Aren't the truly hard-core gamers the one's who get doped up and play for 160 hours straight until they drop dead from systems failure?
evw writes "The NYTimes is reporting that legislation was introduced in the Senate on Tuesday in support of Net Neutrality. It is bipartisan legislation introduced by Olympia Snowe, R-Maine and Byron Dorgan, D-N. Dakota, however the article notes that Senator Snowe is one of the few Republicans that supports it. "Senior lawmakers, emboldened by the recent restrictions on AT&T and the change in control of Congress, have begun drafting legislation that would prevent high-speed Internet companies from charging content providers for priority access." This isn't the first attempt. Last year a similar amendment was blocked. However, conditions placed on AT&T in its merger with SBC have emboldened supporters of the legislation."
An anonymous reader writes "Researchers from the computer science department at the University of Washington have released BitTyrant, a new BitTorrent client that is designed to improve download performance via strategic selection of peers and upload rates. Their results call into question the effectiveness of BitTorrent's tit-for-tat reciprocation strategy which was designed to discourage selfish users. Clients are available for Windows, OS X, and Linux."
CaroKann writes "The TimesOnline is reporting that six Middle Eastern nations have announced interest in developing nuclear technology. The nations involved are Algeria, Egypt, Morocco, Tunisia, the UAE and Saudi Arabia, according to the International Atomic Energy Agency. The Middle East Economic Digest states that most of these nations are interested in developing nuclear technology for the purpose of powering desalination plants. However, the International Institute for Strategic Studies, suggests that the sudden interest in nuclear technology is driven by the desire of the six nations to create a 'security hedge' in response to Iran's recent nuclear development program."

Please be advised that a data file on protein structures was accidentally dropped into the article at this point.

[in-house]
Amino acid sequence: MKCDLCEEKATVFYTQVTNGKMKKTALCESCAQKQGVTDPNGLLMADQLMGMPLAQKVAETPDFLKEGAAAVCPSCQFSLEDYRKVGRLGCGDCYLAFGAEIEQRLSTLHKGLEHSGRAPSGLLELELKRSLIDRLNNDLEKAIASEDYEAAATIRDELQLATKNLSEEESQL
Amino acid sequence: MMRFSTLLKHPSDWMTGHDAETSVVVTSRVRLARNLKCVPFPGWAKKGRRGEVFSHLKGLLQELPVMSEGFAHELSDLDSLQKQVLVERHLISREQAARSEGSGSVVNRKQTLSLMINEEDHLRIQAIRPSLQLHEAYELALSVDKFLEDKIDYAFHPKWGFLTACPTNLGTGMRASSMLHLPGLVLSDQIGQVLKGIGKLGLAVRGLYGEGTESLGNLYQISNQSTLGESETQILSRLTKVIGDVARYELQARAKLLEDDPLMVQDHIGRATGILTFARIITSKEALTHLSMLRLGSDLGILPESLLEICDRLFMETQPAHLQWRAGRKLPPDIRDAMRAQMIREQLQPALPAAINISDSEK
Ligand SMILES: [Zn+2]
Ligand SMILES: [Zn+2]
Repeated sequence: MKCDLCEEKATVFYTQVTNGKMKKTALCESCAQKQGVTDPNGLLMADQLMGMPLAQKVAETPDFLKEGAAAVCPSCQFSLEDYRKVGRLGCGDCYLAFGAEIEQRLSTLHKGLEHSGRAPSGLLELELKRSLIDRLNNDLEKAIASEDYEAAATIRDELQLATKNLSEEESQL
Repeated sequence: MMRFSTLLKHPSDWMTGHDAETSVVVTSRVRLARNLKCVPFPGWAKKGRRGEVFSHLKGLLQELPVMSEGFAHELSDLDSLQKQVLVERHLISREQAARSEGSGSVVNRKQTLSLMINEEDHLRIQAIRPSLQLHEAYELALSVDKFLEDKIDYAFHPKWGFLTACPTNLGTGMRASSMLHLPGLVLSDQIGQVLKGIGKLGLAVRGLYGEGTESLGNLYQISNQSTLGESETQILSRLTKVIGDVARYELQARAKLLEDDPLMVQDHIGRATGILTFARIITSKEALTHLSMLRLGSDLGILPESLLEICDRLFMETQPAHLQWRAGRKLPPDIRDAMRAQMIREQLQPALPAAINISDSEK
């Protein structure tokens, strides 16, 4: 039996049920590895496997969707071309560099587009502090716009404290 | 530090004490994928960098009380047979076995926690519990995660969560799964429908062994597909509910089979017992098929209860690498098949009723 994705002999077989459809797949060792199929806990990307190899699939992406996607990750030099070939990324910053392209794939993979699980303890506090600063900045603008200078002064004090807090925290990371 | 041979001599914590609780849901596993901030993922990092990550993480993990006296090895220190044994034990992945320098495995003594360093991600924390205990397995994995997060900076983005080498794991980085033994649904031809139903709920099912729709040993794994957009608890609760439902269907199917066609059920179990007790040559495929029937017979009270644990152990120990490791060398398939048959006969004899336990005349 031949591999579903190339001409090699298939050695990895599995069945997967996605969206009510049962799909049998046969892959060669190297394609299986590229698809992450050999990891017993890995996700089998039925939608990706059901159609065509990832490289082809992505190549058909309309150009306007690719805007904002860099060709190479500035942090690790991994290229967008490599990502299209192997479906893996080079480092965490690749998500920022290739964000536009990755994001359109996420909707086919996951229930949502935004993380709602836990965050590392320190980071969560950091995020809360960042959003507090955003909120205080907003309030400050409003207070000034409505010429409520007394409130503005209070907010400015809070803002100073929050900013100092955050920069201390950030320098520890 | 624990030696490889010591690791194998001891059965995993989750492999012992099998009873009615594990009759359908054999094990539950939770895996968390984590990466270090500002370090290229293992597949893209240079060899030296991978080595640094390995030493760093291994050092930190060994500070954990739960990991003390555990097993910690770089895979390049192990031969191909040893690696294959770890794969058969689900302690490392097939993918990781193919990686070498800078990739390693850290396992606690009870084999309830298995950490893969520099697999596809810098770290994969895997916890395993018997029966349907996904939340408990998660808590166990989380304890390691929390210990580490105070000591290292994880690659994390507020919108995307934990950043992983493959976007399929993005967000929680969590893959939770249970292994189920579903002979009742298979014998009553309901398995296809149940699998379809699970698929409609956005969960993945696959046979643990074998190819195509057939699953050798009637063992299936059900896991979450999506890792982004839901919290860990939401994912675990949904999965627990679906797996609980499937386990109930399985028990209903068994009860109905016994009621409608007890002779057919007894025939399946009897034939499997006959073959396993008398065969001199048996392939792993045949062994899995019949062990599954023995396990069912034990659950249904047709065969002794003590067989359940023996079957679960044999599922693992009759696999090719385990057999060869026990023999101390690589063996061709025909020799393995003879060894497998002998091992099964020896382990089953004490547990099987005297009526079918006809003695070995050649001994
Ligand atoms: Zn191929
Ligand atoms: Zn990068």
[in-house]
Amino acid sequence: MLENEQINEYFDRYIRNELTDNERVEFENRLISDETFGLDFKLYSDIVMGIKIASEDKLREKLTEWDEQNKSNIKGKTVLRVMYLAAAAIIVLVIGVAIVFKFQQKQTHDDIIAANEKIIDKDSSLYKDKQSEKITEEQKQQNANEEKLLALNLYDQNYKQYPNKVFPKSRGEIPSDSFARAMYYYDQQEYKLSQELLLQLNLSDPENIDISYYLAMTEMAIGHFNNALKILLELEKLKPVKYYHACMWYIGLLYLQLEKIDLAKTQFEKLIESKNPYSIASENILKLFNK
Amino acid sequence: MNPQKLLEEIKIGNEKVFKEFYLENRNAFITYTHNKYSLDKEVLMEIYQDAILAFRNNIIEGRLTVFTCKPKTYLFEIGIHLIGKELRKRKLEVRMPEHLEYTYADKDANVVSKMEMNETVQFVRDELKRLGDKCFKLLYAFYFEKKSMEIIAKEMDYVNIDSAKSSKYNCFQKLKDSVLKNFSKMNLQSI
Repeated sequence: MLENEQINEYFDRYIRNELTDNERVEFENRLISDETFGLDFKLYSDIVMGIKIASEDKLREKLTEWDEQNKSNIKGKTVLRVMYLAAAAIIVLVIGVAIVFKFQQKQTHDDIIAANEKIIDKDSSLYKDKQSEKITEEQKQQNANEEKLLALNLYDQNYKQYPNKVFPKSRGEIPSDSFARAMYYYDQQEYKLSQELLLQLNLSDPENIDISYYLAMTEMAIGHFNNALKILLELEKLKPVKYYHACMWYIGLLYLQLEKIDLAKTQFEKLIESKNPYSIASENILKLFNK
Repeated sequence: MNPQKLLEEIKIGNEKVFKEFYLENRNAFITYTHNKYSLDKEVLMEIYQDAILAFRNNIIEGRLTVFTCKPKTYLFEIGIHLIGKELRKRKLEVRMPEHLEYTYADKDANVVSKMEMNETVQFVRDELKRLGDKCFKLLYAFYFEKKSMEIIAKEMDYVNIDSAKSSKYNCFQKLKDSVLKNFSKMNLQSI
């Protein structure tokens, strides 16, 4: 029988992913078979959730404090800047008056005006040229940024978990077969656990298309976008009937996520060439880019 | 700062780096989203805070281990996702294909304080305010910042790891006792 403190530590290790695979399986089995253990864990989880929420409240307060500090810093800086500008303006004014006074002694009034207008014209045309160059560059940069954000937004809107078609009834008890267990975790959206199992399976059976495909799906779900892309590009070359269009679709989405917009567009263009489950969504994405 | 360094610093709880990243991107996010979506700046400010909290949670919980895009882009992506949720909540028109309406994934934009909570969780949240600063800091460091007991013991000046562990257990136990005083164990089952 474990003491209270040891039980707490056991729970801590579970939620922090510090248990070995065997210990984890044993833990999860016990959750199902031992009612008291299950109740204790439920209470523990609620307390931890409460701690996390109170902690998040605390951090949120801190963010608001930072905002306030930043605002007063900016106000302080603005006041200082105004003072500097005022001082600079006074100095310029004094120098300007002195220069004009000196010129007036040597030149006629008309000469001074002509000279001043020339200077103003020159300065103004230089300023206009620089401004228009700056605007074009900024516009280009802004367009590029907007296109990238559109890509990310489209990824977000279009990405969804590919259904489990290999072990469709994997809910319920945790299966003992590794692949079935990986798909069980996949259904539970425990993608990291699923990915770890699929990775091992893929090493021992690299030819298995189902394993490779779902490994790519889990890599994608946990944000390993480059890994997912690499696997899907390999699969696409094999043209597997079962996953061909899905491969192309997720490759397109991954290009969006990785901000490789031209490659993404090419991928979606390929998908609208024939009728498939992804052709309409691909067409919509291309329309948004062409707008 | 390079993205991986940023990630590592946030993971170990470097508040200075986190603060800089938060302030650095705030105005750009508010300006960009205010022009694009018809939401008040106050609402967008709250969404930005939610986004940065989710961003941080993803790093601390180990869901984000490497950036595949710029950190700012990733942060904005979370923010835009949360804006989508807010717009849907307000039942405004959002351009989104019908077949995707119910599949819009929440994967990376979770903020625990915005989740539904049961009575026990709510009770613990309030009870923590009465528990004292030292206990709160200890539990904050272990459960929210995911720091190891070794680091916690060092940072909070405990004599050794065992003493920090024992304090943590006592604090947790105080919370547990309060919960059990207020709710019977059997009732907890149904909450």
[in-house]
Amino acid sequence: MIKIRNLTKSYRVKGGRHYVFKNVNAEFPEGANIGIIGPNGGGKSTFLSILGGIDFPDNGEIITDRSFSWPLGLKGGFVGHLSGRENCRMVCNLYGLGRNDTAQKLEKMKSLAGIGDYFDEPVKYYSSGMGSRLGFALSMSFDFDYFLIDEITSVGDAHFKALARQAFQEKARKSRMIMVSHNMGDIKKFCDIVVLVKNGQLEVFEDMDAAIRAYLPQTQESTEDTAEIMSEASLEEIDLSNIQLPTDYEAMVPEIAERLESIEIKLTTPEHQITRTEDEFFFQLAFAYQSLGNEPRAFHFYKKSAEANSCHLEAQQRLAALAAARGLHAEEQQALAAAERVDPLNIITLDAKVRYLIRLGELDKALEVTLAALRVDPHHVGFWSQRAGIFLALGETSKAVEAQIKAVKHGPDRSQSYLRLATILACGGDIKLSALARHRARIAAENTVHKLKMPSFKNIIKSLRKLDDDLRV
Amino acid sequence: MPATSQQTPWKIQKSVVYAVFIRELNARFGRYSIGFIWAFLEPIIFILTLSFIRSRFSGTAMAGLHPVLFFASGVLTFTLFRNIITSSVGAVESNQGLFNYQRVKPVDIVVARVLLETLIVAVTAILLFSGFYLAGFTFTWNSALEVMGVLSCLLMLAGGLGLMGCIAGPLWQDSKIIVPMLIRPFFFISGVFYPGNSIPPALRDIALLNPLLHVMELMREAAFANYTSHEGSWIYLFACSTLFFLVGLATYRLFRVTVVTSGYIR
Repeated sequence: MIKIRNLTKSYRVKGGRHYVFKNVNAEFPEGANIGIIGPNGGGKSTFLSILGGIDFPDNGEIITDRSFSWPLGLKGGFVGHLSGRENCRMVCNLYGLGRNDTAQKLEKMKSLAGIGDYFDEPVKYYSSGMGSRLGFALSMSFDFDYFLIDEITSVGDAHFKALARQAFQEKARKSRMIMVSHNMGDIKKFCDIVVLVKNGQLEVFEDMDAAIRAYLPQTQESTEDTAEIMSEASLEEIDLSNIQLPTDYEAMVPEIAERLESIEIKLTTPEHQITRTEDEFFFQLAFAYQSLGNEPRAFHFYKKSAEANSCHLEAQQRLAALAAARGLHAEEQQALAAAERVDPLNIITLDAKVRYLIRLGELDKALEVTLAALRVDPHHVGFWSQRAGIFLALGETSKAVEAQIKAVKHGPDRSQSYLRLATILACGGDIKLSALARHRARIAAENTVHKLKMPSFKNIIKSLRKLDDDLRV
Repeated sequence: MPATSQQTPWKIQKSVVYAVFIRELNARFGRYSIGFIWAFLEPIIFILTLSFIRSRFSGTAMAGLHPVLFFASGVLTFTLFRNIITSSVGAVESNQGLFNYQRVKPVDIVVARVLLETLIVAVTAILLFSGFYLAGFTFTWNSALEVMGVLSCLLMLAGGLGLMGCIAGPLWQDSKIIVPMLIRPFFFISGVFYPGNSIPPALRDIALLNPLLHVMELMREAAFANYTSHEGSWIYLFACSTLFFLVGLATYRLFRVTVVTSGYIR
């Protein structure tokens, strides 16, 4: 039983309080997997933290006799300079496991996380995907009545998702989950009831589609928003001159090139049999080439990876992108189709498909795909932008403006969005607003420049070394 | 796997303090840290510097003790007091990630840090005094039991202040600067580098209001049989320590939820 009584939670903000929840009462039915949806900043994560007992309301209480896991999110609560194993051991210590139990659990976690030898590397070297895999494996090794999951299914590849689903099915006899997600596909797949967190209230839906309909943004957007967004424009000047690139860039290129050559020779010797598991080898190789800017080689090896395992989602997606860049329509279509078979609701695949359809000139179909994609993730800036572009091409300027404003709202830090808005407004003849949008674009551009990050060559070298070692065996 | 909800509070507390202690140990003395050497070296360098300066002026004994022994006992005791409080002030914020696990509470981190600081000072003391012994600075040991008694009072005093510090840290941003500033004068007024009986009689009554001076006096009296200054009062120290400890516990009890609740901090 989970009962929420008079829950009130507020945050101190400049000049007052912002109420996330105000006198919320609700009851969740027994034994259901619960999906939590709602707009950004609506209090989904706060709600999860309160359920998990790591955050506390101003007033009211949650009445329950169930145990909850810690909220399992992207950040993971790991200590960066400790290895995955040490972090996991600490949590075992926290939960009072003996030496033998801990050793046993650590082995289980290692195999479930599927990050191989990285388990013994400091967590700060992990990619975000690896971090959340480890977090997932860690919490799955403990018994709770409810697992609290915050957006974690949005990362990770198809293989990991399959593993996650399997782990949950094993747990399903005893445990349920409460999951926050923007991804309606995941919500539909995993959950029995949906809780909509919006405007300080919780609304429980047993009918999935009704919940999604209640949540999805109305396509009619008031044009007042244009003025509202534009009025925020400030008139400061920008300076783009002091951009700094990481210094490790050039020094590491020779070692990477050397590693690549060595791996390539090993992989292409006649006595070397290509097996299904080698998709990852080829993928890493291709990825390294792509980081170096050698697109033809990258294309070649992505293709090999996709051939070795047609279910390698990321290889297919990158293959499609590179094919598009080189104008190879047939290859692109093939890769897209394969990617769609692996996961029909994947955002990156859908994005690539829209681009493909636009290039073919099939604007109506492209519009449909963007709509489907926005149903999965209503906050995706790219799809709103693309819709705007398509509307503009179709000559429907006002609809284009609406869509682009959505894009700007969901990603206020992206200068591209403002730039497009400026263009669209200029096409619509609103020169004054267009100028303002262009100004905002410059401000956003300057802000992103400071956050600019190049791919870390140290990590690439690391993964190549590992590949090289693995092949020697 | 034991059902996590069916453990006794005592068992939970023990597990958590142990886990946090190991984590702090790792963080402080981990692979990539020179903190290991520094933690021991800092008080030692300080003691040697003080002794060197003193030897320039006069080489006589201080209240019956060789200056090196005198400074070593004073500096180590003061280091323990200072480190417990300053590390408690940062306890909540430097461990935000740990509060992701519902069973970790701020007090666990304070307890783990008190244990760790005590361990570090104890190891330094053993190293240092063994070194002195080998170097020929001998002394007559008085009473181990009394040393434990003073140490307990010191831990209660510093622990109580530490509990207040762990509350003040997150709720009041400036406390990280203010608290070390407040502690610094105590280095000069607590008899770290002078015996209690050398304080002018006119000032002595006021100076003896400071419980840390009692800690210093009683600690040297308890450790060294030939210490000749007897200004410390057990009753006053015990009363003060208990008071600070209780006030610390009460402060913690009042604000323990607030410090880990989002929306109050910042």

shadowlight1 writes "According to a BBC press release, cult favorite Doctor Who has entered the Guiness Book of World Records as the world's longest running science fiction show! There we go, it's official. Also, the second season of Who premieres on the SciFi channel tonight." From the release: "The series began on 23 November, 1963, and was revived in 2005 after 16 years off the screen. William Hartnell played the original Doctor Who, with Jon Pertwee, Tom Baker and Peter Davison among those following in his footsteps. Christopher Eccleston took up the mantle of the ninth Timelord last year - following the show's relaunch. He was replaced after just one series by David Tennant after Eccleston dropped out. "
WelshBint writes, "BT's futurologist, Ian Pearson, has been speaking to itwales.com. He has some scary predictions, including the real rise of the Terminator, smart yogurt, and the $7 PC." Ian Pearson is definitely a proponent of strong AI — along with, he estimates, 30%-40% of the AI community. He believes we will see the first computers as smart as people by 2015. As to smart yogurt — linkable electronics in bacteria such as E. Coli — he figures that means the end of security. "So how do you manage security in that sort of a world? I would say that there will not be any security from 2025 onwards."
Rick Kleffel writes to tell us that NPR is featuring a piece with both Vernor Vinge and Cory Doctorow looking at the possibility of the "technological singularity" in the near future. Wikipedia defines a technological singularity as a "hypothetical "event horizon" in the predictability of human technological development. Past this event horizon, following the creation of strong artificial intelligence or the amplification of human intelligence, existing models of the future cease to give reliable or accurate answers. Futurists predict that after the Singularity, posthumans and/or strong AI will replace humans as the dominating force in science and technology, rendering human-specific social models obsolete."